Sue giggled at the thought of a big wet fur hat.
Glen was not through. "A friend of mine wanted to shoot the Chain of Rocks dam on the Mississippi. Not the canal, the dam! It can be done, but it's tricky. He wanted to modify his canoe so it would right itself if it capsized.
"He did some research on British lifeboats. He found out that many years ago, the average life of an English packet or passenger boat was six months! They would make as many trips as they could, carrying people and goods, then they would run aground or break up on the rocks. A lot of lives were lost.
"People on the land would see people in the water and couldn't help them. Rowing boats, manned lifeboats, would be launched from shore and often they, too, would capsize and their crews would die too.
"Well, the British Admiralty offered a big cash reward to any inventor who could design a really safe rescue boat. It had to withstand being submerged upside down, then rise to the surface, right itself, and drain all the water out--be self-bailing! People said it couldn't be done.
"But a naval architect did it. He designed a boat with airtight compartments in each end. The airtight compartments made the boat rise when submerged. These ends were built up higher than the rest of the boat. If the boat were upside down it would roll off these elevated compartments. To complete the roll to the upright position, the boats were to have weighted keels to turn the boat right side up."
Gary had been following all this with keen interest, but he had a question. "But how could the boat bail itself out?"
Glen smiled with satisfaction at the question. He loved to tell about this wonderful life-saving invention. "The deck of the boat was built up higher than the waterline of the boat. There were drain tubes in the bottom of the boat. The seawater drained out of these tubes like water leaving a bathtub.
"Later, ball valves were added, so when a heavily loaded boat surged, no water would come back up. They gave these boats a thorough test, loading them with stone ballast and hauling them under with tackle and releasing them. The design worked just as was expected. My friend says they are still in use today. The architect's reward was sufficient to buy a nice farm.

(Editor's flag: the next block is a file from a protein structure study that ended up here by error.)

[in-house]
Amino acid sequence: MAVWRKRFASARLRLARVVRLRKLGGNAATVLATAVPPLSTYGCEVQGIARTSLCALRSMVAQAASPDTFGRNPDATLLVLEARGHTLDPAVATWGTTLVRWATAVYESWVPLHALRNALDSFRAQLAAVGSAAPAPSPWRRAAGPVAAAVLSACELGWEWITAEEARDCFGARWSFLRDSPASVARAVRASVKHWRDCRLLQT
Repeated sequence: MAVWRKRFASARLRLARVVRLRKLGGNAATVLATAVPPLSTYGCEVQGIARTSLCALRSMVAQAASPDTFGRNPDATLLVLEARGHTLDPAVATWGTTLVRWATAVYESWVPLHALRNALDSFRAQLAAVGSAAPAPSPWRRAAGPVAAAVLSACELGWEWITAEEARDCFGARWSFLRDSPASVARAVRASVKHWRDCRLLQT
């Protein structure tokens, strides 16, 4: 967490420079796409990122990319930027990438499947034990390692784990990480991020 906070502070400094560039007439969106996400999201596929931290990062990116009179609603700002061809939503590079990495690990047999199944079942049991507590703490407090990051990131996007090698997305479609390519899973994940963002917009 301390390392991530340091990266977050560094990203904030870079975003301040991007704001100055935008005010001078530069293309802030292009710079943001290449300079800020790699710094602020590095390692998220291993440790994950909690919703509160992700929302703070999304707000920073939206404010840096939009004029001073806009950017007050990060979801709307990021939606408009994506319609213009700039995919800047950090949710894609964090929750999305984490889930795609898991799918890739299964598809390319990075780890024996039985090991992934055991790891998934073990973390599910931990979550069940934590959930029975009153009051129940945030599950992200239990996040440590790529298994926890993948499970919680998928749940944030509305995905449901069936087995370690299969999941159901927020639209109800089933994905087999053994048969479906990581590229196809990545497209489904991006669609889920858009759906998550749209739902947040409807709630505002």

"My friend used the watertight compartments and the heavy keel on his canoe. He made the keel detachable for after he went through the rock dam. He tested it in a friend's swimming pool. It surfaced and righted itself, but he didn't make it self-bailing. ‘You don't need that on the river,’ he said. 'Just so you stay afloat, it's okay.’
"Well, after his successful try out, he told his family about his canoe that was unsinkable. Do you know what they said to him?"
Gary had a gleam in his eye as he spoke. "Unsinkable? That's what they said about the Titanic!”
"Exactly!" Said Glen. "You can count on it, every time! No matter what invention there is, what advancement in knowledge or learning there is, someone will spout off with an old motto to show you that you are wrong. People do not think. They refuse to think. They are like a candy machine. Pull the lever and out comes your candy bar. It's automatic."
After this tirade, Glen walked to the table with the coffee urn and sat down. He was quiet again, probably thinking of how hopeless it seemed to try to break through the human barriers to learning.
Joy turned on her stool to speak to him. "Are you kind of disgusted with people sometimes?” she asked.
"No, not at all, Joy," he said. "I had the same problem. We all do. I had to unlearn so much when I was a young man, I thought I would never learn what is true." he poured himself a small cup of coffee and sat in silence.
Sue stepped quickly to her large purse hanging from the coat rack, and took out a plastic bag of cookies. She walked to Glen's chair.
"Speaking of treats!" she said brightly. Then she made a motion pretending that she was putting a coin in a vending machine. "Ka-ching!" She sounded it out. "Here's something for you!"
Glen took the bag she held out to him, then opened it.
The aroma of anise cookies came out. He pulled out one that was a snowman.
"Thank you so much, Sue. Boy, these really take me back! We used to have them in the old days, at Christmas time. I almost forgot how much I like them."
Sue was happy to hear these words of appreciation. "Are you going to be all right?" she said.
"How could I not be, when you are so nice to me?” He dunked the head of the snowman into his coffee cup.